Narrow: Not lusting after material goods.

Broad: Not seeking fulfillment from anything that will pass away.

You can still enjoy external objects, but over-attachment to or longing for anything beyond your control will only end in suffering. Temporary pleasure is all that can be gained from the material world (whether that be shoes or a lover) and this is distinct from the lasting fulfillment of eternal happiness.

The second limb outlines the Niyamas or ‘observances’. These concern how we deal with ourselves.

Niyamas

The first Niyama is Saucha or ‘Purity’.

Narrow: to refrain from impure or selfish thoughts, words or actions

Broader: to have pure intentions behind actions. If you act in a manner that appears pure, but all the time with impure intentions, this often shows, and is still impure.

It can be difficult in the beginning to understand how it could be possible to prevent yourself from thinking impure thoughts. You may start by trying to behave more in a more wholesome way and find that the thoughts then change or subside accordingly. Naturally, as you progress on the other paths of yoga, impure thoughts and actions become less desirable, less distracting and command less and less of your time.

The second Niyama is Santosa or ‘Contentment’.

Narrow: to be content and happy with what you have.

Broader: Patanjali asks us to be equal-minded in all moments, pleasant or unpleasant.

Only when we can remain content in situations of pain and difficulty can we really be sure to be content. Only when we are secure that the nature of the external world will not affect our inner most state can we actually be practicing real Santosa. We should remember that every single moment has value.

The third Niyama is Tapas or ‘austerity’.

Narrow: Fiery discipline or commitment

Broader: Not to be equated with difficulty or struggle, but rather with consistency and patient endurance.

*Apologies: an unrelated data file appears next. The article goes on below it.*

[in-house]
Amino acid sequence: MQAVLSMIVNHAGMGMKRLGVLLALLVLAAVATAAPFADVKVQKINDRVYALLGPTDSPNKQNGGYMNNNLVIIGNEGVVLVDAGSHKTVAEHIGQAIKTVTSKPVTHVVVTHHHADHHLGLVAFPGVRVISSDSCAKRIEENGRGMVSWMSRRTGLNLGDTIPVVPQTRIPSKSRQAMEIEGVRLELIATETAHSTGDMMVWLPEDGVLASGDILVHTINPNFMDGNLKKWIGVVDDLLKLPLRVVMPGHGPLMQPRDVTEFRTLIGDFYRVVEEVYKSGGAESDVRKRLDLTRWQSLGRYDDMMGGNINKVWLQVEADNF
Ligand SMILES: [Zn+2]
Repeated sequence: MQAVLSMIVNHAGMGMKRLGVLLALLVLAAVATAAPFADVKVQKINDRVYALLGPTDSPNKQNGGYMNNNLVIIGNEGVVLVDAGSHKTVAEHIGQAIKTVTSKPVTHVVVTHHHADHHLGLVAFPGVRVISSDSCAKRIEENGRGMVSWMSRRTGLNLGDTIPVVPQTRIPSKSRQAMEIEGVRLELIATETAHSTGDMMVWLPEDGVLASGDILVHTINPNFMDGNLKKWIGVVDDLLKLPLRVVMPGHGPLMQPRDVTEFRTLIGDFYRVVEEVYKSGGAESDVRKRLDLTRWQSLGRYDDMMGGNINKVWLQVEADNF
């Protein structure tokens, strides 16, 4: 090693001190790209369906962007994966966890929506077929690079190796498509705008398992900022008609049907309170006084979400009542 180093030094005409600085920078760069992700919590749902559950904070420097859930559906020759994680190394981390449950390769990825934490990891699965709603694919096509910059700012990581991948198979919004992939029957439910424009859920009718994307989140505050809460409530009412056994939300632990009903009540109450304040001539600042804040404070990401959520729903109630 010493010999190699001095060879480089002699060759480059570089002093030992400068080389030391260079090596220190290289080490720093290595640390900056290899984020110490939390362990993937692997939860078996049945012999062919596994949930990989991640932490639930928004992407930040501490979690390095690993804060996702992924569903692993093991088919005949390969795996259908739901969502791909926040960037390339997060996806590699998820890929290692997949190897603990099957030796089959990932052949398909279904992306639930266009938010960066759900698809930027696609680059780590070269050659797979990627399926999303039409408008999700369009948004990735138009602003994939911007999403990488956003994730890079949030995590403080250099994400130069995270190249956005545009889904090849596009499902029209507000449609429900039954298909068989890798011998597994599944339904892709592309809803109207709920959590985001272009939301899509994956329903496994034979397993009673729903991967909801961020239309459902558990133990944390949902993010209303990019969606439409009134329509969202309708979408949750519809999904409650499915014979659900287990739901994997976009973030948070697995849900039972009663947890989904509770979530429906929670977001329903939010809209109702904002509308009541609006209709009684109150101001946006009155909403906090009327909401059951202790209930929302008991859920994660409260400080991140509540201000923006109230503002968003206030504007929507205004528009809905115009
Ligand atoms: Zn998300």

A more constant and dedicated practice involving strength and determination of will, but without allowing individual achievements to inflate or create an ego

The forth Niyama is Svadhyaya or ‘Study of the Self’

Narrow: to actively meditate on the Self or the true nature of the Self

Broader: remembering to be aware of the true Self in all deeds, or remembering the interconnectedness of the true Self

It is important to reflect on one’s own actions, in order to deepen the understanding of the Self. This can be done through the reading of sacred texts/ articles or meditation. As all beings are interrelated, and nothing exists in isolation, the scope of Self-Study could involve anything that helps you to understand the true nature of things better.

The fifth Niyama is Isvarapranidhana or ‘surrender to the Divine’

Narrow: Surrender of the Self/Ego/ Fruits of all actions to a higher power

Broader: Trying as hard as we can in life to act to the best of our ability, and then detaching from the results. Not developing an egoistic attachment to achievements, or an over-responsibility for our failures. Awareness that to an extent a convergence of favourable or unfavourable factors lead to both.

This should not lead to inaction or lack of responsibility. On the contrary we should develop our awareness that we control what we can control, and so do as best as we can, as far as we can, with awareness that the rest of the outcome may be a part of something too complex for us to possibly understand. This Niyama requires that we surrender the idea that we always know best as well as our desire to control all, in order to lead to greater happiness and less suffering.

Yoga related quotes on yin yoga with hannah
Attachment is blind, it lends an imaginary halo of attractiveness to the object of desire
Paramahansa Yogananda
Read the quote on yoga above